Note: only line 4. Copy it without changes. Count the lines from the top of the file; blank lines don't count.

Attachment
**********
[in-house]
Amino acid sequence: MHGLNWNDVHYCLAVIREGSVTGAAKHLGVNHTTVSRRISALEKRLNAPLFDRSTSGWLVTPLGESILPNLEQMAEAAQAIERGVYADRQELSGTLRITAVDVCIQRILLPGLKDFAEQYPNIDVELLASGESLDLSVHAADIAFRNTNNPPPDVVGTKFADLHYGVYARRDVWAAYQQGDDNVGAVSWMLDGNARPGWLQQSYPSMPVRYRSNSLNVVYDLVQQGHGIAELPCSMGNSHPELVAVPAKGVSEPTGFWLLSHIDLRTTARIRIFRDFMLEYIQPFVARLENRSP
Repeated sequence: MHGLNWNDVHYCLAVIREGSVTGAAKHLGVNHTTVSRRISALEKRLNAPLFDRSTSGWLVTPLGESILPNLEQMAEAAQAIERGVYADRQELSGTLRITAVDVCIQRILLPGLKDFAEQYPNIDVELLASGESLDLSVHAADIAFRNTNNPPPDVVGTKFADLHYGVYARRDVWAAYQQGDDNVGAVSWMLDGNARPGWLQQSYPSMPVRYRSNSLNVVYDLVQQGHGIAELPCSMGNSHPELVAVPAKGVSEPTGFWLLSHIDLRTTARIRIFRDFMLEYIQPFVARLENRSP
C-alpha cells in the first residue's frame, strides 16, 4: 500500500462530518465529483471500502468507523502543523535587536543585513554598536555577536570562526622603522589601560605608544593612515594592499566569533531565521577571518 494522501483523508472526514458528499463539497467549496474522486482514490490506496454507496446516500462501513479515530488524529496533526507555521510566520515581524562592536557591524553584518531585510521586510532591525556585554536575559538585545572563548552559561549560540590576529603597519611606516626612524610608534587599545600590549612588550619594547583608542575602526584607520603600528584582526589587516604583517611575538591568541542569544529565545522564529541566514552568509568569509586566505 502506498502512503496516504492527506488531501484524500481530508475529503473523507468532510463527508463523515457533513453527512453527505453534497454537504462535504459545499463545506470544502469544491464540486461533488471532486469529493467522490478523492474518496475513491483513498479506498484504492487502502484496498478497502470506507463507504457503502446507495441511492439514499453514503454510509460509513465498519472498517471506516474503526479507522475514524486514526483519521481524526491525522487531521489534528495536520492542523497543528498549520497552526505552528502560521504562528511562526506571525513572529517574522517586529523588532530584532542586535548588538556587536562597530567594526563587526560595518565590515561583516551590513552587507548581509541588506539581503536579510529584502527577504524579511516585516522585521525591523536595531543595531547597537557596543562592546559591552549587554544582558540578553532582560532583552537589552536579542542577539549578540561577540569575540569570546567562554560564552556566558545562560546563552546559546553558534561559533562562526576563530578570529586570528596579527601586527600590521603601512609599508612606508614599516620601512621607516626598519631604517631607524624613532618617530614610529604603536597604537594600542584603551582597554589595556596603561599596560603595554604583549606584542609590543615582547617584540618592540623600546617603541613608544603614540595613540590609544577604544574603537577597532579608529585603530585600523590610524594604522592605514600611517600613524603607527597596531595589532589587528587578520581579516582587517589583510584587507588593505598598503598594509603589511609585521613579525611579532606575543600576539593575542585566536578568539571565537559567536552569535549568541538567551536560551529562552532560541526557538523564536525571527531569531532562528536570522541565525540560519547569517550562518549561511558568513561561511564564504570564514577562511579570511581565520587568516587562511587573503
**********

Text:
C-alpha cells in the first residue's frame, strides 16, 4: 500500500462530518465529483471500502468507523502543523535587536543585513554598536555577536570562526622603522589601560605608544593612515594592499566569533531565521577571518 494522501483523508472526514458528499463539497467549496474522486482514490490506496454507496446516500462501513479515530488524529496533526507555521510566520515581524562592536557591524553584518531585510521586510532591525556585554536575559538585545572563548552559561549560540590576529603597519611606516626612524610608534587599545600590549612588550619594547583608542575602526584607520603600528584582526589587516604583517611575538591568541542569544529565545522564529541566514552568509568569509586566505 502506498502512503496516504492527506488531501484524500481530508475529503473523507468532510463527508463523515457533513453527512453527505453534497454537504462535504459545499463545506470544502469544491464540486461533488471532486469529493467522490478523492474518496475513491483513498479506498484504492487502502484496498478497502470506507463507504457503502446507495441511492439514499453514503454510509460509513465498519472498517471506516474503526479507522475514524486514526483519521481524526491525522487531521489534528495536520492542523497543528498549520497552526505552528502560521504562528511562526506571525513572529517574522517586529523588532530584532542586535548588538556587536562597530567594526563587526560595518565590515561583516551590513552587507548581509541588506539581503536579510529584502527577504524579511516585516522585521525591523536595531543595531547597537557596543562592546559591552549587554544582558540578553532582560532583552537589552536579542542577539549578540561577540569575540569570546567562554560564552556566558545562560546563552546559546553558534561559533562562526576563530578570529586570528596579527601586527600590521603601512609599508612606508614599516620601512621607516626598519631604517631607524624613532618617530614610529604603536597604537594600542584603551582597554589595556596603561599596560603595554604583549606584542609590543615582547617584540618592540623600546617603541613608544603614540595613540590609544577604544574603537577597532579608529585603530585600523590610524594604522592605514600611517600613524603607527597596531595589532589587528587578520581579516582587517589583510584587507588593505598598503598594509603589511609585521613579525611579532606575543600576539593575542585566536578568539571565537559567536552569535549568541538567551536560551529562552532560541526557538523564536525571527531569531532562528536570522541565525540560519547569517550562518549561511558568513561561511564564504570564514577562511579570511581565520587568516587562511587573503